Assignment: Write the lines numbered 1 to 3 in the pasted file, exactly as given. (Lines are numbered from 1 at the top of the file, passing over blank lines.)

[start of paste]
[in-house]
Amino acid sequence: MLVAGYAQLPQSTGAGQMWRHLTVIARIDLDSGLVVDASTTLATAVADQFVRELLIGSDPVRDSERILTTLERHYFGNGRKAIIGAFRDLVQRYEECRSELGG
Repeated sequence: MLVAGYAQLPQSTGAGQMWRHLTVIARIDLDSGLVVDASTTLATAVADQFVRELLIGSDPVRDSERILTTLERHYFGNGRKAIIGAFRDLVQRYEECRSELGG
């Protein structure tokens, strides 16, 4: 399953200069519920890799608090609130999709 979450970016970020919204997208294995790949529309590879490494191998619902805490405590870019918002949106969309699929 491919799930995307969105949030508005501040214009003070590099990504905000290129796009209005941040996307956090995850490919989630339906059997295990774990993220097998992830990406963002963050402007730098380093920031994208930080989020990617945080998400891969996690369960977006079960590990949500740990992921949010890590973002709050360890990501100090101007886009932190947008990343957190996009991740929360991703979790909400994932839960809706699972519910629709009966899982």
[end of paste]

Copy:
[in-house]
Amino acid sequence: MLVAGYAQLPQSTGAGQMWRHLTVIARIDLDSGLVVDASTTLATAVADQFVRELLIGSDPVRDSERILTTLERHYFGNGRKAIIGAFRDLVQRYEECRSELGG
Repeated sequence: MLVAGYAQLPQSTGAGQMWRHLTVIARIDLDSGLVVDASTTLATAVADQFVRELLIGSDPVRDSERILTTLERHYFGNGRKAIIGAFRDLVQRYEECRSELGG